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What Are the Signs and Symptoms of Cough?

When you cough, mucus may come up. Coughing helps clear the mucus in your airways from a cold, bronchitis, or other condition. Rarely, people cough up blood. If this happens, you should call your doctor right away.

A cough may be a symptom of a medical condition. Thus, it may occur with other signs and symptoms of that condition. For example, if you have a cold, you may have a runny or stuffy nose. If you have gastroesophageal reflux disease, you may have a sour taste in your mouth.

A chronic cough can make you feel tired because you use a lot of energy to cough. It also can prevent you from sleeping well and interfere with work and socializing. Chronic cough also can cause headache, chest pain, loss of bladder control, sweating, and, rarely, fractured ribs.

How Is the Cause of Cough Diagnosed?

Your doctor will diagnose the cause of your cough using your medical history, a physical exam, and the results from tests.

Medical History

Your doctor will likely ask questions about your cough. He or she may ask how long you've had it, whether you're coughing anything up (such as mucus), and how much you cough.

Your doctor also may ask:

Physical Exam

To check for signs of problems related to cough, your doctor will use a stethoscope to listen to your lungs. He or she will listen for wheezing, which is a whistling or squeaky sound when you breathe or other abnormal sounds.



Diagnostic Tests

Based on the results of your medical history and physical exam, your doctor may recommend tests. For example, if you have symptoms of GERD, your doctor may recommend a pH probe. This test measures the acid level of the fluid in your throat.

Other tests may include:

How Is Cough Treated?

The best way to treat a cough is to treat its cause. However, sometimes the cause is unknown. Other treatments, such as medicines and a vaporizer, can help relieve the cough itself.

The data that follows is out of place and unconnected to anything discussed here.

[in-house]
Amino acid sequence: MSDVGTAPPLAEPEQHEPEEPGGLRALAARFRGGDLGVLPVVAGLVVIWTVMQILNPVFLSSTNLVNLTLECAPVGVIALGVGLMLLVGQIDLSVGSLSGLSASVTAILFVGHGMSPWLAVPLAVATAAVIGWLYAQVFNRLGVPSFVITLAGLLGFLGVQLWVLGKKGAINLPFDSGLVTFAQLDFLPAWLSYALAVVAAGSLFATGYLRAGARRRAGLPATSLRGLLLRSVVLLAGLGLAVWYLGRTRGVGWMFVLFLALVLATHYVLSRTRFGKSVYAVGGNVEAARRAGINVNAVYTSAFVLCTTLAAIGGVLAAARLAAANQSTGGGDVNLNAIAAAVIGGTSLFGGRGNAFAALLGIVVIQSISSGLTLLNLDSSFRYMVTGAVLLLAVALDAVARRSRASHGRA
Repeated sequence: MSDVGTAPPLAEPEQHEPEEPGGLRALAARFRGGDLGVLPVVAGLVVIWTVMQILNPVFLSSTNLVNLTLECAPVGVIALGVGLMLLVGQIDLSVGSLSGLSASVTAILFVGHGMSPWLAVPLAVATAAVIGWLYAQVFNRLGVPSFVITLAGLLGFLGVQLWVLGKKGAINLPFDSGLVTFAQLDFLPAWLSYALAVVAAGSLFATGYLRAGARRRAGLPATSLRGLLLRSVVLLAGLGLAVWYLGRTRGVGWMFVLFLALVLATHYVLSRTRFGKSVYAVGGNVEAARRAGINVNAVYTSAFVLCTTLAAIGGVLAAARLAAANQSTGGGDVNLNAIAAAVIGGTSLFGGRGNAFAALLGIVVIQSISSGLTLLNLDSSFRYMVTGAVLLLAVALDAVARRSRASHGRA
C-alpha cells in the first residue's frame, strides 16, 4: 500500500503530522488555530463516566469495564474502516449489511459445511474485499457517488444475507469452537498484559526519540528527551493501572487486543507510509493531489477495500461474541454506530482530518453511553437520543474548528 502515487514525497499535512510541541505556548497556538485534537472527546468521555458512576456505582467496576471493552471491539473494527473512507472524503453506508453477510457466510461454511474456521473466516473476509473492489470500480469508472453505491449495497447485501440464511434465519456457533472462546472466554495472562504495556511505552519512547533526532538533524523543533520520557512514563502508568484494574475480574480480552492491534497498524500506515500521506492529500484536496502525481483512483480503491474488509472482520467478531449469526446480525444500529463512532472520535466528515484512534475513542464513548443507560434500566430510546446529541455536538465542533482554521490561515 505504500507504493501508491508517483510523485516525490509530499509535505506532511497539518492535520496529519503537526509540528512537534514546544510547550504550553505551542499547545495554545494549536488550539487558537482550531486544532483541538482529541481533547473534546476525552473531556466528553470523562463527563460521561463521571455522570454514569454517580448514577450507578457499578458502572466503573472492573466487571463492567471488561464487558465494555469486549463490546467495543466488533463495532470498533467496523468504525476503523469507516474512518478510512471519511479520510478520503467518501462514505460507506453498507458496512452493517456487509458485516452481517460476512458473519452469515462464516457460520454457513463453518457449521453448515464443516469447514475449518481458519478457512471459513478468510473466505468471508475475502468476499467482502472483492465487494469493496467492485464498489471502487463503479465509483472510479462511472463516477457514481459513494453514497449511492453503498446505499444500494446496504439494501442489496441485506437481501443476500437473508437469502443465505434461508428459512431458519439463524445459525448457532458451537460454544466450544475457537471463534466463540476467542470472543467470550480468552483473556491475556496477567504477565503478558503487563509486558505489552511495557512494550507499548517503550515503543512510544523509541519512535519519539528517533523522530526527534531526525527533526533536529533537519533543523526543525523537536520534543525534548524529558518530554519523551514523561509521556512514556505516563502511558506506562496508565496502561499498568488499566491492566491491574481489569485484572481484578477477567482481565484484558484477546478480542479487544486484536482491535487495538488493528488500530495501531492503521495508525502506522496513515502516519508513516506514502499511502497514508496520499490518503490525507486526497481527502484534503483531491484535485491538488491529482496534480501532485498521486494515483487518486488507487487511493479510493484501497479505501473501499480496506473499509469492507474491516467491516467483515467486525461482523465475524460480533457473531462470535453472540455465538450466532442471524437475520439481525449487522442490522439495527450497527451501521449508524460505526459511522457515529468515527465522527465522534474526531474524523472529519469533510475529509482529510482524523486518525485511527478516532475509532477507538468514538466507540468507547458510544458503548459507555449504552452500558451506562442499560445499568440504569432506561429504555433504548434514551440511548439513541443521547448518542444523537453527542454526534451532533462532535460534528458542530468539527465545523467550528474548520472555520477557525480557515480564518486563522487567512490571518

Treating the Cause of a Cough

Acute and Sub acute Cough

An acute cough lasts less than 3 weeks. A common cold or other upper respiratory infection most often causes an acute cough. Examples of other upper respiratory infections include the flu, pneumonia, and whooping cough. An acute cough usually goes away after the illness that caused it is over.

A sub acute cough lasts 3 to 8 weeks. This type of cough remains even after a cold or other respiratory infection is over.

Studies show that antibiotics and cold medicines can't cure a cold. However, your doctor may prescribe medicines to treat another cause of an acute or sub acute cough. For example, antibiotics may be given for pneumonia.

Chronic Cough

A chronic cough lasts more than 8 weeks. Postnasal drip, asthma, and gastroesophageal reflux disease most often cause chronic cough.

Postnasal drip is mucus that runs down your throat from the back of your nose. A sinus infection, cold, or ongoing exposure to irritants and allergens can cause postnasal drip.

If you have a sinus infection, your doctor may prescribe antibiotics. If allergens or irritants are the cause of postnasal drip, your doctor may advise you to try to avoid them if possible.

If you have asthma, try to avoid irritants and allergens that make your asthma worse. Take your asthma medicines as your doctor prescribes.

GERD occurs when acid from your stomach backs up into your throat. Your doctor may prescribe a medicine to reduce acid in your stomach. Waiting 3 to 4 hours after a meal before you lie down and sleeping with your head raised may help relieve GERD symptoms.

Smoking also can cause a chronic cough. If you smoke, it's important to quit. Talk to your doctor about programs and products that can help you quit smoking. Also, try to avoid secondhand smoke.

Many hospitals have programs that help people quit smoking, or hospital staff can refer you to a program.

Other causes of chronic cough include respiratory infections, chronic bronchitis, bronchiectasis, lung cancer, and heart failure. Treatments for these causes may involve medicines, procedures, and other therapies. Treatment also may include avoiding irritants and allergens and quitting smoking.

If your chronic cough is due to a medicine you're taking, your doctor may prescribe a different medicine.



Treating the Cough Rather Than the Cause

Coughing is important because it helps clear your airways of irritants, such as smoke and mucus. It also helps prevent infection.

Cough medicines usually are used only when the cause of the cough is unknown and the cough causes a lot of discomfort.

Medicines can help control a cough and make mucus easier to cough up. Your doctor may recommend medicines such as:

Other treatments also may relieve an irritated throat and loosen mucus. Examples include using a cool-mist humidifier or steam vaporizer and drinking enough fluids. Examples of fluids are water, soup, and juice. Ask your doctor how much fluid you need.

Cough in Children

No evidence shows that cough and cold medicines relieve a cough in children. These medicines can even harm children. Talk to your child's doctor about your child's cough and how to treat it.


Chronic Coughing